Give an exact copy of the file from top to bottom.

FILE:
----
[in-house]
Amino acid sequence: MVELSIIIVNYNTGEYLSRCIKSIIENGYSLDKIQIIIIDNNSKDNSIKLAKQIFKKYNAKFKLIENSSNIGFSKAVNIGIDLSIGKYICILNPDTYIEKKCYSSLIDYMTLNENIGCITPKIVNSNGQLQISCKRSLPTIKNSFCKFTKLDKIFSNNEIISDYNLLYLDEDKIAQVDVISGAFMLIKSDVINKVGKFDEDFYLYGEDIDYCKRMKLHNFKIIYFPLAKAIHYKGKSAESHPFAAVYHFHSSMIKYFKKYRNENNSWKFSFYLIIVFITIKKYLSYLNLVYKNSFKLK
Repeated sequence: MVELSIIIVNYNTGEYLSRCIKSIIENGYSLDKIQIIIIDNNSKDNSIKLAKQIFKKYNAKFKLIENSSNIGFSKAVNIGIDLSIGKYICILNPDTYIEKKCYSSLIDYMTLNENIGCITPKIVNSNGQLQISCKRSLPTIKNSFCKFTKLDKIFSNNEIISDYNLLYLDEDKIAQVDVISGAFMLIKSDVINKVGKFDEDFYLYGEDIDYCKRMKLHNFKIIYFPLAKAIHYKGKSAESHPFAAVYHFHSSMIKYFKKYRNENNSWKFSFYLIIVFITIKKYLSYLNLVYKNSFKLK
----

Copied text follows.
[in-house]
Amino acid sequence: MVELSIIIVNYNTGEYLSRCIKSIIENGYSLDKIQIIIIDNNSKDNSIKLAKQIFKKYNAKFKLIENSSNIGFSKAVNIGIDLSIGKYICILNPDTYIEKKCYSSLIDYMTLNENIGCITPKIVNSNGQLQISCKRSLPTIKNSFCKFTKLDKIFSNNEIISDYNLLYLDEDKIAQVDVISGAFMLIKSDVINKVGKFDEDFYLYGEDIDYCKRMKLHNFKIIYFPLAKAIHYKGKSAESHPFAAVYHFHSSMIKYFKKYRNENNSWKFSFYLIIVFITIKKYLSYLNLVYKNSFKLK
Repeated sequence: MVELSIIIVNYNTGEYLSRCIKSIIENGYSLDKIQIIIIDNNSKDNSIKLAKQIFKKYNAKFKLIENSSNIGFSKAVNIGIDLSIGKYICILNPDTYIEKKCYSSLIDYMTLNENIGCITPKIVNSNGQLQISCKRSLPTIKNSFCKFTKLDKIFSNNEIISDYNLLYLDEDKIAQVDVISGAFMLIKSDVINKVGKFDEDFYLYGEDIDYCKRMKLHNFKIIYFPLAKAIHYKGKSAESHPFAAVYHFHSSMIKYFKKYRNENNSWKFSFYLIIVFITIKKYLSYLNLVYKNSFKLK